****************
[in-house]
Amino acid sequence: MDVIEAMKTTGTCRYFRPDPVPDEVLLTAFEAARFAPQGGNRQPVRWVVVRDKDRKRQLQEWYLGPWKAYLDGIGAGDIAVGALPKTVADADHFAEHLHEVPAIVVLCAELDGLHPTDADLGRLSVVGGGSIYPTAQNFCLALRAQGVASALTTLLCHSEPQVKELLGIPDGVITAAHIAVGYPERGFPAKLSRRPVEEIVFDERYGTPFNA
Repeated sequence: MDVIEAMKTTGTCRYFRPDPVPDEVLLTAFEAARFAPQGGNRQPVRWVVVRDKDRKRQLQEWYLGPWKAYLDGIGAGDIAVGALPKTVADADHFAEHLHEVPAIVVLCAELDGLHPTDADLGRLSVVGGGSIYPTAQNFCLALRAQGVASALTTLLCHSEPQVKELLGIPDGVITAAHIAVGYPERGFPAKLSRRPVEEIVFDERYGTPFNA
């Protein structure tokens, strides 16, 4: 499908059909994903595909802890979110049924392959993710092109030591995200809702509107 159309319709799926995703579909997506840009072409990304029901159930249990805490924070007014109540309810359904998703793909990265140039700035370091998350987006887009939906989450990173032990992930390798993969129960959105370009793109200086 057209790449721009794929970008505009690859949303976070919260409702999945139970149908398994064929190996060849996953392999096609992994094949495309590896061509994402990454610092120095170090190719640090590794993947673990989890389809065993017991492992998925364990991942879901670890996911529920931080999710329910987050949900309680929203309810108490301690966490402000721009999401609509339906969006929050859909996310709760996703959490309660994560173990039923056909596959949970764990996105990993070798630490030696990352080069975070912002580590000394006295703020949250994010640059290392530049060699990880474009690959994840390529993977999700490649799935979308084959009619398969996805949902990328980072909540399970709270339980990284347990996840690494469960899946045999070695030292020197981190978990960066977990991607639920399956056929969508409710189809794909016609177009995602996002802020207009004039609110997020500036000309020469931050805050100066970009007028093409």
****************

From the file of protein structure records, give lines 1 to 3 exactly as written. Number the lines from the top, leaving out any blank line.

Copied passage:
[in-house]
Amino acid sequence: MDVIEAMKTTGTCRYFRPDPVPDEVLLTAFEAARFAPQGGNRQPVRWVVVRDKDRKRQLQEWYLGPWKAYLDGIGAGDIAVGALPKTVADADHFAEHLHEVPAIVVLCAELDGLHPTDADLGRLSVVGGGSIYPTAQNFCLALRAQGVASALTTLLCHSEPQVKELLGIPDGVITAAHIAVGYPERGFPAKLSRRPVEEIVFDERYGTPFNA
Repeated sequence: MDVIEAMKTTGTCRYFRPDPVPDEVLLTAFEAARFAPQGGNRQPVRWVVVRDKDRKRQLQEWYLGPWKAYLDGIGAGDIAVGALPKTVADADHFAEHLHEVPAIVVLCAELDGLHPTDADLGRLSVVGGGSIYPTAQNFCLALRAQGVASALTTLLCHSEPQVKELLGIPDGVITAAHIAVGYPERGFPAKLSRRPVEEIVFDERYGTPFNA